# Denotational semantics for the lay man.

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## Denotational semantics for the lay man.

 Hello All,I've recently had the opportunity to explain in prose what denotational semantics are to a person unfamiliar with it. I was trying to get across the concept of distilling the essence out of some problem domain. I wasn't able to get the idea across so I'm looking for some simple ways to explain it. Does anyone know of a way to explain what's the meaning and objective of "distilling the essence" without introducing more jargon. One thing that comes to mind is how Newton's equations for gravity were a distillation of the essence of the way things fall. Thanks in advance,David-- David SankelSankel Softwarewww.sankelsoftware.com _______________________________________________ Haskell-Cafe mailing list [hidden email] http://www.haskell.org/mailman/listinfo/haskell-cafe
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## Re: Denotational semantics for the lay man.

 You probably want to bring up other forms of semantics. Axiomatic semantics: Makes no distinction between a phrase's meaning and the logical   formulas that describe it; its meaning is exactly what can be proven   about it in some logic. Operational semantics: The execution of the language is described directly (rather than by   translation). Operational semantics loosely corresponds to "interpretation". Can be defined via syntactic transformations on phrases of the   language itself. Denotational semantics: each phrase in the language is translated into a denotation, i.e. a   phrase in some other language. Denotational semantics loosely   corresponds to "compilation", although the "target language" is   usually a mathematical formalism rather than another computer language. Above from Wikipedia. Quoting David Sankel <[hidden email]>: > Hello All, > > I've recently had the opportunity to explain in prose what denotational > semantics are to a person unfamiliar with it. I was trying to get across the > concept of distilling the essence out of some problem domain. I wasn't able > to get the idea across so I'm looking for some simple ways to explain it. > > Does anyone know of a way to explain what's the meaning and objective of > "distilling the essence" without introducing more jargon. One thing that > comes to mind is how Newton's equations for gravity were a distillation of > the essence of the way things fall. > > Thanks in advance, > > David > > -- > David Sankel > Sankel Software > www.sankelsoftware.com > _______________________________________________ Haskell-Cafe mailing list [hidden email] http://www.haskell.org/mailman/listinfo/haskell-cafe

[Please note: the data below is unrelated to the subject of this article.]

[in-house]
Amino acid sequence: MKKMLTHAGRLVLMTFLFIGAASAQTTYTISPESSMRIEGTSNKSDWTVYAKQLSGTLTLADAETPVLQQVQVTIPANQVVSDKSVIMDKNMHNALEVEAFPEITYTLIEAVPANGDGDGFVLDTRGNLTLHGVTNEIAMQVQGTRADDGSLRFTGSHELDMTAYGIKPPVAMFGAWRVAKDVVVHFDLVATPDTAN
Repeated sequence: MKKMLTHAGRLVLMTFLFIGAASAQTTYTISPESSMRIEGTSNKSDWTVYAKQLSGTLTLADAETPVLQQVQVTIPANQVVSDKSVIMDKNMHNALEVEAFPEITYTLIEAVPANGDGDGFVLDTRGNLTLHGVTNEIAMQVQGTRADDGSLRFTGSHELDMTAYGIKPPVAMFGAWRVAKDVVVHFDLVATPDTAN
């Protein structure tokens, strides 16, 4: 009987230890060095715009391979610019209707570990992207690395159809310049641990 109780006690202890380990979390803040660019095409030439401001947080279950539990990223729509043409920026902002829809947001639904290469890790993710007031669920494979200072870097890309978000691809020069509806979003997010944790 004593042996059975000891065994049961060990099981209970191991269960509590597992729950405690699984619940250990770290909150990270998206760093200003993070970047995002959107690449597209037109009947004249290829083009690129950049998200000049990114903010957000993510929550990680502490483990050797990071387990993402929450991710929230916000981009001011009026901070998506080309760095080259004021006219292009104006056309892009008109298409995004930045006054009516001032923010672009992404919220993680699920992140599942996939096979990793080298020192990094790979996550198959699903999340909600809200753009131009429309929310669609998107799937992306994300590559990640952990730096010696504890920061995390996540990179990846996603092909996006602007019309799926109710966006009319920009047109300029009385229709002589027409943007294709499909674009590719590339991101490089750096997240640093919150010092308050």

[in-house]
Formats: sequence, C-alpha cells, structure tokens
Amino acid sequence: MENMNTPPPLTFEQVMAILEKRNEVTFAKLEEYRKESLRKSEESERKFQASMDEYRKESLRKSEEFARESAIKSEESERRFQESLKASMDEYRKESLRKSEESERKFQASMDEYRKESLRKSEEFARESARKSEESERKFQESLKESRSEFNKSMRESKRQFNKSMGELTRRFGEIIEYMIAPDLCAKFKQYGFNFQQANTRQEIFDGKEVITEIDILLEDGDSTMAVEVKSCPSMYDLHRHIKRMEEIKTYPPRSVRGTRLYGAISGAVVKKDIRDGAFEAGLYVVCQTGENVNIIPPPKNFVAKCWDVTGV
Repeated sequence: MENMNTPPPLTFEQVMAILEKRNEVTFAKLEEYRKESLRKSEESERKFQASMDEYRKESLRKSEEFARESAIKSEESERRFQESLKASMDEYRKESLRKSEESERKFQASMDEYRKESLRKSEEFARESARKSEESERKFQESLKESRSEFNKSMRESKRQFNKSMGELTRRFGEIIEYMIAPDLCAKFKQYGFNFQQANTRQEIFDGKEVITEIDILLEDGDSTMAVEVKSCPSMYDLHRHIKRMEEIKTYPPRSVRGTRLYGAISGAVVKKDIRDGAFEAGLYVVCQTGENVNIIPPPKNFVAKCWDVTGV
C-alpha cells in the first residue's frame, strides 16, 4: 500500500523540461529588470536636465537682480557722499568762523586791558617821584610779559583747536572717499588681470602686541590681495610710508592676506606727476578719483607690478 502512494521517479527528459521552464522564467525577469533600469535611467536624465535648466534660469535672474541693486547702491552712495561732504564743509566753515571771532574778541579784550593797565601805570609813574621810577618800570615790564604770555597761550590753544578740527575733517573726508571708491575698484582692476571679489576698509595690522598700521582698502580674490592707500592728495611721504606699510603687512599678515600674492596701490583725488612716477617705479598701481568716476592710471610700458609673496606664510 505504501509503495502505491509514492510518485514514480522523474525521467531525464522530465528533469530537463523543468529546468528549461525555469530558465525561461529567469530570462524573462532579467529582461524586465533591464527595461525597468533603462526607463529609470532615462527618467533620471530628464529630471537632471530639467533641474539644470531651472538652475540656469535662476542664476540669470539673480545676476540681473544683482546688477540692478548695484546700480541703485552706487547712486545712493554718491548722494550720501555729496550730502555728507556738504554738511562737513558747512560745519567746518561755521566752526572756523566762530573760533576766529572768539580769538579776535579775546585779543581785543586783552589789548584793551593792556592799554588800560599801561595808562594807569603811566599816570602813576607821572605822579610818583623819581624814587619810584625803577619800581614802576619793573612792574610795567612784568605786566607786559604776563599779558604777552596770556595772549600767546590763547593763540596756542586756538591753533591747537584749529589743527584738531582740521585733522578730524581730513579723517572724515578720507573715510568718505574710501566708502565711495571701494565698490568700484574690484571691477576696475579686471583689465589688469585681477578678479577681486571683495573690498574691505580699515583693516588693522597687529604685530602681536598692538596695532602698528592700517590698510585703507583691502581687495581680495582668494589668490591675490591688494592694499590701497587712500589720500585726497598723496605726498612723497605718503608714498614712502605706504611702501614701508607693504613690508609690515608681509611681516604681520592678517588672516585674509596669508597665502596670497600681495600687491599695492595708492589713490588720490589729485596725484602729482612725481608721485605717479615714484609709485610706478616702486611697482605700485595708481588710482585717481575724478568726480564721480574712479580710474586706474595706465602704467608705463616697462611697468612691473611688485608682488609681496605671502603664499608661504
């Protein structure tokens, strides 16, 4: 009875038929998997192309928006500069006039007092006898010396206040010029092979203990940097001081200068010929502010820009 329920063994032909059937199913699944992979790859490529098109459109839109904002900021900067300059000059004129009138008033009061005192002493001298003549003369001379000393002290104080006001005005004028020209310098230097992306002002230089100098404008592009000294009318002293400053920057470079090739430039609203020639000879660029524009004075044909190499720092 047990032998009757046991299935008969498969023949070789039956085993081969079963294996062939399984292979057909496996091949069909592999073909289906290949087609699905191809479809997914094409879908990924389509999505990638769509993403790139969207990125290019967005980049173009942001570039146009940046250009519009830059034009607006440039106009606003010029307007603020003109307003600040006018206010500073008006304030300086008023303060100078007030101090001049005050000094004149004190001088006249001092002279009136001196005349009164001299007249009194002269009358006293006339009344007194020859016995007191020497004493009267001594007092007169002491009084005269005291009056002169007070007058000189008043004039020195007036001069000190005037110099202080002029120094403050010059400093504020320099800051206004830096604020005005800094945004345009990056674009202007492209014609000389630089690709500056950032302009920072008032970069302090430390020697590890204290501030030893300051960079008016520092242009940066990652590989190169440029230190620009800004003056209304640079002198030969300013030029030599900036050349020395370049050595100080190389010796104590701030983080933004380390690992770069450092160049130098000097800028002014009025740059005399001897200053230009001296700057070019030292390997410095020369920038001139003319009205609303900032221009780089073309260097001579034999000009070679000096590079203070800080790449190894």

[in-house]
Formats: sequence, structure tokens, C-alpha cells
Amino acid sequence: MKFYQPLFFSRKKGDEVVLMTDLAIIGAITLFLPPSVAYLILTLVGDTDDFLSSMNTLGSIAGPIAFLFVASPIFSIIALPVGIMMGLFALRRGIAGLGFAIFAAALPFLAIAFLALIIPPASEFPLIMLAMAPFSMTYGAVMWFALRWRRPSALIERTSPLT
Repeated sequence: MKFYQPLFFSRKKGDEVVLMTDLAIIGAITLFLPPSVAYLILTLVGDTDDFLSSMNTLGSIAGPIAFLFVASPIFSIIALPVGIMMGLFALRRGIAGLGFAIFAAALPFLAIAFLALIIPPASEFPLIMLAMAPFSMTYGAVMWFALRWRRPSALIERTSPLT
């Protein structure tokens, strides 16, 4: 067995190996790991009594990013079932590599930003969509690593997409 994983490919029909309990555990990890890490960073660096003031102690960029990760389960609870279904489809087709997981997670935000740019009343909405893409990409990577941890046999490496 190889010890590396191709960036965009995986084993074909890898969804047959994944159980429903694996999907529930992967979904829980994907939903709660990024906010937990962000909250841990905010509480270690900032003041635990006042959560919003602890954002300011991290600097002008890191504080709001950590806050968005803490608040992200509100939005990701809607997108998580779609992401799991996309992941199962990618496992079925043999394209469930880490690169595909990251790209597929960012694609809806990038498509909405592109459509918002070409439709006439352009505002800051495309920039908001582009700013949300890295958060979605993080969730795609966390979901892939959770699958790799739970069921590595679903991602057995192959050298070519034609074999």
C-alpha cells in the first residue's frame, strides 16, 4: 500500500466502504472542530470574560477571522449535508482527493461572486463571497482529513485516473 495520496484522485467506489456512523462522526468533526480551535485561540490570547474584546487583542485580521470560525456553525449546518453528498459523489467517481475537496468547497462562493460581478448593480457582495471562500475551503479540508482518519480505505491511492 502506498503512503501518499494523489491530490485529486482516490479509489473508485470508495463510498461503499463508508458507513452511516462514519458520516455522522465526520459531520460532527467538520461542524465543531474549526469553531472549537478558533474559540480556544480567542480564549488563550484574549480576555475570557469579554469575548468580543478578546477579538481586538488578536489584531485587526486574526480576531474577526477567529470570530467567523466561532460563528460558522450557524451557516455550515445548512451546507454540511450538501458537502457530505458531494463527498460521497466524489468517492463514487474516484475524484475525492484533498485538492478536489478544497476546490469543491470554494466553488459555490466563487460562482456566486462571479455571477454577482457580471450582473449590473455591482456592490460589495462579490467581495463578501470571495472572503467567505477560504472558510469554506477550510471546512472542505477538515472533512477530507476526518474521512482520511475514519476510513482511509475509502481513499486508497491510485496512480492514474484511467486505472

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## Re: Denotational semantics for the lay man.